I remember four years ago my little sister reminded me not to bring up politics at the dinner table on Thanksgiving, and this year I would do anything to even be with her at the dining table. The next election we will have to remind ourselves that the most important thing is being with family and friends, even when they can’t agree on everything.
Lots of clients have been sharing that this year’s election has created a lot of extrastress and polarization in their lives. Some say they are already dealing with job loss, deployment, and now the election is “catapulting their stress levels to all time high!” Their work is distracted by homeschooling and watching the news and scrolling through social media posts has become time consuming. Many admit they are fighting with loved ones. One shared, “my best friend and me haven’t spoken since the election,” and this made me sad.
If this has happened to you this year, you are not alone. Many have shared their disappointment when family and friends like a candidate they despise and ask me what to do. I share that I am struggling right alongside of them and we are able to see laughter in the fact that we are all taking things a bit too seriously. Is an entrepreneur who works in a field outside of politics but posts every political thought really focusing on their business needs? Are they detouring customers that would love the product or service they have expertise in? Maybe there is something to be said for those that can find ways to embrace a bipartisan brand. Do what feels right for you, but do it thoughtfully versus impulsively. If you love talking about politics, have at it; I love democracy and freedom of speech, but I also feel there is a time and a place to have these frank discussions. When a conversation starts feeling more stressful than productive, it might be time to “tap out.” I know that I have made the mistake of preaching to my unwilling listeners; sorry friends, but those rants are often followed up with a hope that our relationship isn’t impacted by our differences. So I think its time for us (myself included) to remember this is one election and maybe not one worthy of turmoil with loved ones, discourse with an admired colleague, or fighting with best friends you’ve cherished for a decades.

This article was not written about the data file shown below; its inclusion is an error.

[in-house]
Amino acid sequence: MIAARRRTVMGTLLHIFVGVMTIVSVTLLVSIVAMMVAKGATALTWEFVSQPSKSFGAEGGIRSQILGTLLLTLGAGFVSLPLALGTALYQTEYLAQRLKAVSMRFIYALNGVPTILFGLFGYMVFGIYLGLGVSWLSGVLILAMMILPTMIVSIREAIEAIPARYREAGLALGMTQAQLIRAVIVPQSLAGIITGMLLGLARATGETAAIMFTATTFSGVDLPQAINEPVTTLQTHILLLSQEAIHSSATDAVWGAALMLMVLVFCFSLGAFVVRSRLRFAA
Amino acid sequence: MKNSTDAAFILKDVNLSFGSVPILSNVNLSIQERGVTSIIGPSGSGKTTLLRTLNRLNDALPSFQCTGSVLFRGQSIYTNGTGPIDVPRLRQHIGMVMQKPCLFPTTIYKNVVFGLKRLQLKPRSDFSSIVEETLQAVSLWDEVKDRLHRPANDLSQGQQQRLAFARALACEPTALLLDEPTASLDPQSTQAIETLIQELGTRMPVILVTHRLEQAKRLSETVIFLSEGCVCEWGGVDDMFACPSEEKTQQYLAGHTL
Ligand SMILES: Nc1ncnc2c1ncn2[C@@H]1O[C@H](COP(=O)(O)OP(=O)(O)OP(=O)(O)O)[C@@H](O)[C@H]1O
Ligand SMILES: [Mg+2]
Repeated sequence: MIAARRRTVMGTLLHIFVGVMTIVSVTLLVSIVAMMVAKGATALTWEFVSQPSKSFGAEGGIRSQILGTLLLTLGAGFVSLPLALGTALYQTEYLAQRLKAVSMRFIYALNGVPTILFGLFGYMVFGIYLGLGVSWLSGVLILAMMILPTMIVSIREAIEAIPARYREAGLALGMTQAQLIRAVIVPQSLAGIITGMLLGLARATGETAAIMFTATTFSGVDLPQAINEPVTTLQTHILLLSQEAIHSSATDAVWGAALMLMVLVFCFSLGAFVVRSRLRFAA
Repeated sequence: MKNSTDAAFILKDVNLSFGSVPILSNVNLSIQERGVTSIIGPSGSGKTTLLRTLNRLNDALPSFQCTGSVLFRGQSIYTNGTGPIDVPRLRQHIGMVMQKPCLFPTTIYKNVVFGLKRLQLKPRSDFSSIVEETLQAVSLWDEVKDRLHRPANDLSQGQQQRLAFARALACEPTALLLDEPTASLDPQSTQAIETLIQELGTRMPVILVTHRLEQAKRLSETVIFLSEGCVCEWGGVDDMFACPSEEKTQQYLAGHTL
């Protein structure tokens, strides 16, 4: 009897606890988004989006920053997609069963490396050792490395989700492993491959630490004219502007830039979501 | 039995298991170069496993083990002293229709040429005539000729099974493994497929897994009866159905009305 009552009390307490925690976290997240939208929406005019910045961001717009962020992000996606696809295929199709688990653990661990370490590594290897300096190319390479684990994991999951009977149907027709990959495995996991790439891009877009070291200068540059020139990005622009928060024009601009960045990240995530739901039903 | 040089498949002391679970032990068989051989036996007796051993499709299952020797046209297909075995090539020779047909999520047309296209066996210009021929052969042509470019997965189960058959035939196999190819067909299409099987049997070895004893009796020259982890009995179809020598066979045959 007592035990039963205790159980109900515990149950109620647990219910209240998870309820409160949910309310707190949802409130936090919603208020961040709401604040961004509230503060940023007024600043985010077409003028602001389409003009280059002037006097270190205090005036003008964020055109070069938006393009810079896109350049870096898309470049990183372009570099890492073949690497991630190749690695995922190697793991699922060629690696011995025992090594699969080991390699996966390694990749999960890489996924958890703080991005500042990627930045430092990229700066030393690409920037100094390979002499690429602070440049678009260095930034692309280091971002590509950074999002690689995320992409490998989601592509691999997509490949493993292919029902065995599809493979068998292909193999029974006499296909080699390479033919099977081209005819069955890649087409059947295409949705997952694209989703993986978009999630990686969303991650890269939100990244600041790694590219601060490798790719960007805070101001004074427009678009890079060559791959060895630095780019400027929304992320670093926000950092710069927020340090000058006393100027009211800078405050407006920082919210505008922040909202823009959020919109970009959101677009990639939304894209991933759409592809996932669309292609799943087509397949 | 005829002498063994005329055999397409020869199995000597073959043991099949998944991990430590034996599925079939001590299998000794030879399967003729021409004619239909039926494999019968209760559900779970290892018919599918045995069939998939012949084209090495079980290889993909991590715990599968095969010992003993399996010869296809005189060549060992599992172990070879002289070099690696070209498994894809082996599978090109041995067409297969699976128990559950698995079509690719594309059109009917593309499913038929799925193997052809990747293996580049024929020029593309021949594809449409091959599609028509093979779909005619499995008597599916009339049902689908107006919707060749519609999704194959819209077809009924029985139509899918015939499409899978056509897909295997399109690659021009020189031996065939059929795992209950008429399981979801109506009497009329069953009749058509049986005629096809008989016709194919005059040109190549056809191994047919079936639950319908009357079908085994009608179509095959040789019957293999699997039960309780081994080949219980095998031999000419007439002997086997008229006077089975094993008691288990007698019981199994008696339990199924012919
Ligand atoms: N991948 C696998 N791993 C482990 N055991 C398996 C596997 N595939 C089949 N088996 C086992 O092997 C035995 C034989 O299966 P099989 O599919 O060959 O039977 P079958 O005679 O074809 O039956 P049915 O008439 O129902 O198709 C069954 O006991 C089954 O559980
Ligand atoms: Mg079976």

When my oldest daughter was in middle school, the pediatrician told her to hang out with friends who allowed her to be herself; I love that advice and try and embrace its reality. I don’t want my sisters to suppress their ideas, and I don’t want to make a hard rule with someone I care about saying, “we can’t talk about politics ever!” It’s not very fun to hang out with someone when you have to filter every idea. “Not talking about it” is a natural (albeit defensive) solution for many, but it might not always be the best one. Think of it as two people on the dance floor sitting on opposite sides of the room with their arms crossed. Sure, they won’t trip on themselves, but they could be getting out of the dance floor and doing their own thing without stepping on each other’s toes.